Two Russian friends in white

This portrait of two friends was probably made in late imperial Russia (1910-1917).  The only thing written on the back is a pair of names, which look to me like Tyosha and Marusya (Tеща и Маруся).  I’m not sure about the name Tyosha, as I haven’t encountered it before:

Two friends in Imperial Russia 3


The girls are both dressed entirely in white.  Was that for school graduation?  They look to be in their late teens, maybe 16-18 years old.  (I have a hard time guessing ages!)

Two friends in Imperial Russia 2


The backdrop is skillfully painted yet understated, with a single birch tree suggesting the vast boreal forest which covers most of Russia to this day.

Two friends in Imperial Russia 4



49 thoughts on “Two Russian friends in white

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  1. It has a very gentle peaceful feeling to it. I can imagine the two exchanging confidences upon walking home. Their dresses are beautifully crafted. All of those tiny pin tucks in the eyelet cloth, goodness what care would have been given to such a beauty as these. 😊🌷

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      1. I asked my mother for help 😊. Here’s what she said:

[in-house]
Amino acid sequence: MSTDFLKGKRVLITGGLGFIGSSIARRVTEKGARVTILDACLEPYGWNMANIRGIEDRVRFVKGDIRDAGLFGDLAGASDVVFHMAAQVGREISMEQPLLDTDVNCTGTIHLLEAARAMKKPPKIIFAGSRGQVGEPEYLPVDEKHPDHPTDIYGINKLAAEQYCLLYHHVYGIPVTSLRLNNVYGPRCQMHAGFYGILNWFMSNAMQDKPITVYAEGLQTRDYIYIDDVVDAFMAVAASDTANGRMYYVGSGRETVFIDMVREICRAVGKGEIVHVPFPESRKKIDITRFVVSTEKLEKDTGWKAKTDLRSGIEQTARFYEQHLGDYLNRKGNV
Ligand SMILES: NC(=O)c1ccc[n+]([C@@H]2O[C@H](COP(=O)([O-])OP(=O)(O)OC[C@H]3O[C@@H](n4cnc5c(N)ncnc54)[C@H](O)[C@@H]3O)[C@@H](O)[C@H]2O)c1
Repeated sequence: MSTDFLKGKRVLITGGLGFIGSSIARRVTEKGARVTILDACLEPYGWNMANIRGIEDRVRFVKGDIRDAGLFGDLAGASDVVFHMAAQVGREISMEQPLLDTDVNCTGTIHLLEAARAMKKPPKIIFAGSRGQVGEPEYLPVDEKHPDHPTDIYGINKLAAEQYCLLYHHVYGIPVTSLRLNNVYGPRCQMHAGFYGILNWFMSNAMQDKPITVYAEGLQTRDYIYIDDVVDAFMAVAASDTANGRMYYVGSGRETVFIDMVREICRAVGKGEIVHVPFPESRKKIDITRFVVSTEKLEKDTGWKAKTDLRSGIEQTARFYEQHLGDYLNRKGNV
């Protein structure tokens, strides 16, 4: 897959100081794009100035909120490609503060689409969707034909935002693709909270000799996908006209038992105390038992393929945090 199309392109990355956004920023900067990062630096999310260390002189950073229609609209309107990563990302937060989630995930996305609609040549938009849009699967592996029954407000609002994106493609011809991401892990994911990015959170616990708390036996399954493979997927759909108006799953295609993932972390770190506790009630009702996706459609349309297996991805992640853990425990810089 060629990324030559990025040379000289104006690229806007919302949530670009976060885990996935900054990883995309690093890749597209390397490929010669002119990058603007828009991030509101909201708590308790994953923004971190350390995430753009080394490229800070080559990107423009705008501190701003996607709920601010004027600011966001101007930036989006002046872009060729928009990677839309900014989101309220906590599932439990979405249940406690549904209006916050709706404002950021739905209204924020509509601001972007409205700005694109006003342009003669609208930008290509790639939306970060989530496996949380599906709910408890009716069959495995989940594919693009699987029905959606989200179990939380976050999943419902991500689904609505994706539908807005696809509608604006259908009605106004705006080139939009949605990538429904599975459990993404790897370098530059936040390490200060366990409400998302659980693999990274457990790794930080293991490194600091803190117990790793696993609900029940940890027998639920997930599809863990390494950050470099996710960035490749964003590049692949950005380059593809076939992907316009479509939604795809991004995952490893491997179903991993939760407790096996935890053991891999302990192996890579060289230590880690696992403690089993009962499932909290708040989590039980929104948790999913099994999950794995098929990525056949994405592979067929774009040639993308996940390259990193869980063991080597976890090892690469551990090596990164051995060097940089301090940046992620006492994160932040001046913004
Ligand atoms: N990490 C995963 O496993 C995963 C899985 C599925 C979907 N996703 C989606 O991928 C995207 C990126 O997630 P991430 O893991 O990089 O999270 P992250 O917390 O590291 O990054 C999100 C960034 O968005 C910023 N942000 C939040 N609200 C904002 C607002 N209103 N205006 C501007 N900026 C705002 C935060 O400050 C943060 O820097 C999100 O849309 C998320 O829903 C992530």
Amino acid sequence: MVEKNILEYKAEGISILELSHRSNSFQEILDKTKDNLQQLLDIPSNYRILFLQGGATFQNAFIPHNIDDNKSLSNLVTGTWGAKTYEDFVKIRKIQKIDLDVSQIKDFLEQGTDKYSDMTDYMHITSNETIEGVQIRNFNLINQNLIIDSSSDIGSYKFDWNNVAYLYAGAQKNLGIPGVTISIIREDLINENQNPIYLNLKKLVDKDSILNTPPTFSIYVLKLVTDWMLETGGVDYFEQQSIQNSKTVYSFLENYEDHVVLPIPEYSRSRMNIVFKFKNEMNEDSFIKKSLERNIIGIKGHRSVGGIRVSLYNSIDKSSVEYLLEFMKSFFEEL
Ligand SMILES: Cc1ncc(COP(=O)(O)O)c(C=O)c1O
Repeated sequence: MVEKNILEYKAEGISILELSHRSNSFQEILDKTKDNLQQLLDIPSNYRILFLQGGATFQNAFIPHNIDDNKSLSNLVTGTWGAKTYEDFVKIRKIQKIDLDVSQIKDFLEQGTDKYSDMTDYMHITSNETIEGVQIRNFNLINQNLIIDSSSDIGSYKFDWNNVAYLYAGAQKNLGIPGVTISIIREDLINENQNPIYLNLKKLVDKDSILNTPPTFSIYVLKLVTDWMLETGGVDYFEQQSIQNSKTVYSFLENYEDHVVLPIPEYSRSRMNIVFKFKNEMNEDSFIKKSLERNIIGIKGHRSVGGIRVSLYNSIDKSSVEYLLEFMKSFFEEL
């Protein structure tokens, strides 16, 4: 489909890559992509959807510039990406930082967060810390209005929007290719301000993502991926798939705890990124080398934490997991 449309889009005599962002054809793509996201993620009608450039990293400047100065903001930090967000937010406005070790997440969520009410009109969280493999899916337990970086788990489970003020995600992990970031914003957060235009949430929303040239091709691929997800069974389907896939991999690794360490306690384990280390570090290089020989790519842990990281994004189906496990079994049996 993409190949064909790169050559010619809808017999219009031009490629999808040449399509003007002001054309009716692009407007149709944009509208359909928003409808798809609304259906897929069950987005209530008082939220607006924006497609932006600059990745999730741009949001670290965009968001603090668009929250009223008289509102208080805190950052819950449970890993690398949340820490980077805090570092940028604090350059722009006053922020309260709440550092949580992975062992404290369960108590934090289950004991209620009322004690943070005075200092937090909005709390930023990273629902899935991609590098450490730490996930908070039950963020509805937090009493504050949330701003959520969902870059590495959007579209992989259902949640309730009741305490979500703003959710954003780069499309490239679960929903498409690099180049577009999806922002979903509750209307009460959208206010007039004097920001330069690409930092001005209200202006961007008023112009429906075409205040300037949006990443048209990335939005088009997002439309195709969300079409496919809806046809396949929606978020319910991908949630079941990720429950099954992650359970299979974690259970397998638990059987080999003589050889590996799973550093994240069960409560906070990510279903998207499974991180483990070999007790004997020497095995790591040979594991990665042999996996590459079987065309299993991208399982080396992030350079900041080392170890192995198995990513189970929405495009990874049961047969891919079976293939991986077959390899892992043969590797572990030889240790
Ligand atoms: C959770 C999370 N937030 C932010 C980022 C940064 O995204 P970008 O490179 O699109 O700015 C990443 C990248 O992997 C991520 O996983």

This is most likely a family photo. The white dress were worn on a special occasion. Women of the same age are photographed at the same level. So a lady who sits must be older than another lady.
        On the back it is теща, which is rather strange. So it could be written not correctly (the trace is a letter without dots at the top), or the mother-in-law is a woman who sits. Clothing and hairstyles say it is around 1920.
        A big hello from Moscow!

        Liked by 1 person

      2. Thank you, Brad!
        It is a big pleasure to help you!
        I think they are sisters. They have the same dresses. They don’t have hats or headscarves on their heads, which means the photo is not related to religion or graduation )